ROCK SPRINGS — In an effort to improve the Ray Lovato Recycling Centers’ operations, the center is applying for about $575,000 in grant funding from the Recycling Partnership’s Polypropylene Recycling Coalition.
The Center’s Board President Devon Brubaker said the final funding request may differ slightly based on the estimates from the contractors and vendors. The funding through the Recycling Partnership’s Polypropylene Recycling Coalition is part of a competitive nationwide grant program that has $35 million available over several years.
“We have gone through great lengths to research different equipment that would be right for our operation,” Brubaker said. “We have also travelled to other smaller communities with successful recycling programs. The equipment that we settled on as being right for us was observed in Steamboat Springs, (Colorado).” The equipment selected is a “Revolution System.”
The Revolution System is a circular sortation system that allows for an efficient processing and sorting of recyclables. It uses a combination of automation and manual labor to accomplish the task. This system will also offer a single-touch sortation and bailing process, which will drastically improve the efficiency of the recycling center.
The equipment on its own will be around $476,900. However, the center will need to make some modifications to the facility and likely acquire some smaller supporting equipment, Brubaker said.
“We are working through the details of this,” he said.
The grant allows for up to $75,000 of additional funding over the $500,000 cap, if the equipment acquisition allows for the introduction of curbside recycling. This is the intention of the recycling center, he said.
“It is our goal to be able to accept single-stream curbside recycling from Rock Springs, Green River and other communities in the region,” Brubaker said.
To accomplish this, the center would work with the City of Rock Springs and local, private waste haulers to roll-out the curbside program in Rock Springs.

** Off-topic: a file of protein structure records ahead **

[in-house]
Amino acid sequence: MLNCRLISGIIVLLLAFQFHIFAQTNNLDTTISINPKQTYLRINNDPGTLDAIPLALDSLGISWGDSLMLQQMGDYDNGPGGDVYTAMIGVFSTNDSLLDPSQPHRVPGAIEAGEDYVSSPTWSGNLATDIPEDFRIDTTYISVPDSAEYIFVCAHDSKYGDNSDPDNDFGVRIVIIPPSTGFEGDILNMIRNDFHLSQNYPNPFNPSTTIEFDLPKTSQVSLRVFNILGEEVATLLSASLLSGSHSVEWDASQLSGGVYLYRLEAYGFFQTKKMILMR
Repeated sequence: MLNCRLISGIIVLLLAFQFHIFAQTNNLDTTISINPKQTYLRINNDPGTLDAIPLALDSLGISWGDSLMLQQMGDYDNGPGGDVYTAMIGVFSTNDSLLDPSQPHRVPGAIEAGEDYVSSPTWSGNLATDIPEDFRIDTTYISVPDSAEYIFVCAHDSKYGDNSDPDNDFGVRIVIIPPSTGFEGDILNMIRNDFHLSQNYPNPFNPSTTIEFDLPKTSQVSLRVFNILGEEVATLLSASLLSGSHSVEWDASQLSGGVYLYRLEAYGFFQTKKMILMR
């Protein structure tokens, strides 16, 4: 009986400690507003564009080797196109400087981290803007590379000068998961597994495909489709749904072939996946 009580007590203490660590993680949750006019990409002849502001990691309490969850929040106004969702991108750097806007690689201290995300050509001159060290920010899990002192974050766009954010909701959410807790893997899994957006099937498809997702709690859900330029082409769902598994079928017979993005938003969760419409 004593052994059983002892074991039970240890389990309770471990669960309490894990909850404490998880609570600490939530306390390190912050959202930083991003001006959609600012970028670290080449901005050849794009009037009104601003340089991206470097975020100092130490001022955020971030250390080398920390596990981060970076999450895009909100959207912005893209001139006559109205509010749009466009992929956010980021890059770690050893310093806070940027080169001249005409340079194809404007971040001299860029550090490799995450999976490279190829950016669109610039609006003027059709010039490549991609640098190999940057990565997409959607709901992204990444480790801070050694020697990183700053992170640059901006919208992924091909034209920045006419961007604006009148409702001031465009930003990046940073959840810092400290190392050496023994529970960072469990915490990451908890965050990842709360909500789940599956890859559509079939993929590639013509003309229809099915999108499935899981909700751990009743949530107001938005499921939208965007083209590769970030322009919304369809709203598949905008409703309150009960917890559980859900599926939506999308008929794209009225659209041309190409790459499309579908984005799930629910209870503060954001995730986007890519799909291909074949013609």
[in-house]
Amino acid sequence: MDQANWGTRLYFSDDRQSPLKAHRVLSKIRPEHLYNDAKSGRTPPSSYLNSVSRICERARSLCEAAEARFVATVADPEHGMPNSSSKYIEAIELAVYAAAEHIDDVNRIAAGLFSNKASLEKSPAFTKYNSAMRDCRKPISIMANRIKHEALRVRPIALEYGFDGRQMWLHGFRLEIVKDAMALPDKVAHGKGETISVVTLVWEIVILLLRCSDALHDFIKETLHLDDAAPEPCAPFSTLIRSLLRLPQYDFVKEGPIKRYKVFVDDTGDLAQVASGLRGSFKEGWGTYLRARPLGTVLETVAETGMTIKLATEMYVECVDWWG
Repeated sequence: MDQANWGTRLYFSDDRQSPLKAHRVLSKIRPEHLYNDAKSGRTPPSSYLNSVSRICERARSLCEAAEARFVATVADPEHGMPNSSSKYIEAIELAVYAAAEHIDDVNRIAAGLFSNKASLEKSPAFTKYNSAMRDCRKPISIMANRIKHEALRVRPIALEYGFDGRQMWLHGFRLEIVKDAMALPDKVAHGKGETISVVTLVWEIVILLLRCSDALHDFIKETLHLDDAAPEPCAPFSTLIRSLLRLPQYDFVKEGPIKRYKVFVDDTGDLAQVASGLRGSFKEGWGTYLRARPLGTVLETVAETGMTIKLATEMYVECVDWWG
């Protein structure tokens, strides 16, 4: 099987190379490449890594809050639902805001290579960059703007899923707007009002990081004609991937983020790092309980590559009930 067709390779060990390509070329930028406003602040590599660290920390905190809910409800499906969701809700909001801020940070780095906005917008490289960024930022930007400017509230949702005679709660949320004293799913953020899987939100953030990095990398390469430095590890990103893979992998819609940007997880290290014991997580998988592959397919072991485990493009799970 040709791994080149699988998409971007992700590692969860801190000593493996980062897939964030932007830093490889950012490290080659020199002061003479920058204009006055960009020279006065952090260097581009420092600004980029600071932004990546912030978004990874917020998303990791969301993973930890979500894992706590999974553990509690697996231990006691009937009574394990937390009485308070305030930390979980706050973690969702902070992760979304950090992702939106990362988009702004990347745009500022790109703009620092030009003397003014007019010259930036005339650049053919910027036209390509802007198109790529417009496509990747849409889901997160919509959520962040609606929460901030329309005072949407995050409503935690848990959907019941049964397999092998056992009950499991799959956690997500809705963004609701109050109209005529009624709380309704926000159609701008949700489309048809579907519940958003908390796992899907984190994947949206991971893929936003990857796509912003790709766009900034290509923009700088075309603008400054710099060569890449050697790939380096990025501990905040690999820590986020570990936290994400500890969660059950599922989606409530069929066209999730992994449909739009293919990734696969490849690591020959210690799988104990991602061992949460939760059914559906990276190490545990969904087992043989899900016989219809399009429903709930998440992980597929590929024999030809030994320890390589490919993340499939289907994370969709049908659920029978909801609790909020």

“We would also be able to accept Green River’s recycling instead of it getting shipped to Utah for processing keeping those processing jobs here in Sweetwater County,” he said.
The center is dedicated to serving as the processor for recyclables and wants to stay out of the waste hauling and transportation business, he said.
Improving the Center’s Finances
Brubaker also sees this project as a way to help the center financially.
“Financial modeling for this equipment and program show that we would be able to significantly reduce, if not eliminate, our operational subsidy,” he said.
However, this financial model is based off of a healthy commodity market for the recyclable products. He said this model also relies on charging the waste hauling companies a “tip fee” for dumping the recycling they picked up from residents and businesses.
“We would then process the product and sell it to one of our many brokers we deal with that take the product to market,” Brubaker said.
All of this and the future of the recycling center is contingent on whether of not the center obtains the grant. This is why the center is trying to raise money for a grant match even though it’s not required.
“As we work on the final details of this program, we are in search of local financial contributions that would help us provide a match to this grant,” Brubaker said. “While the grant does not have pre-determined match amount, the greater match we provide, the better chance we have of receiving the grant. It is our goal to commit to a 10 percent local match meaning we would need to raise around $57,000 locally.”
The center is going to launch its fundraising campaign on the upcoming #GivingTuesday, which is December 1, on Facebook.
“We will be rolling out a campaign that day with the hope of taking advantage of Facebook’s match on donations starting at 6 am,” he said.
Donations can also be made on the Facebook page, dropped off in person at the Recycling Center, or mailed to Hall, Noble & Druce in Rock Springs.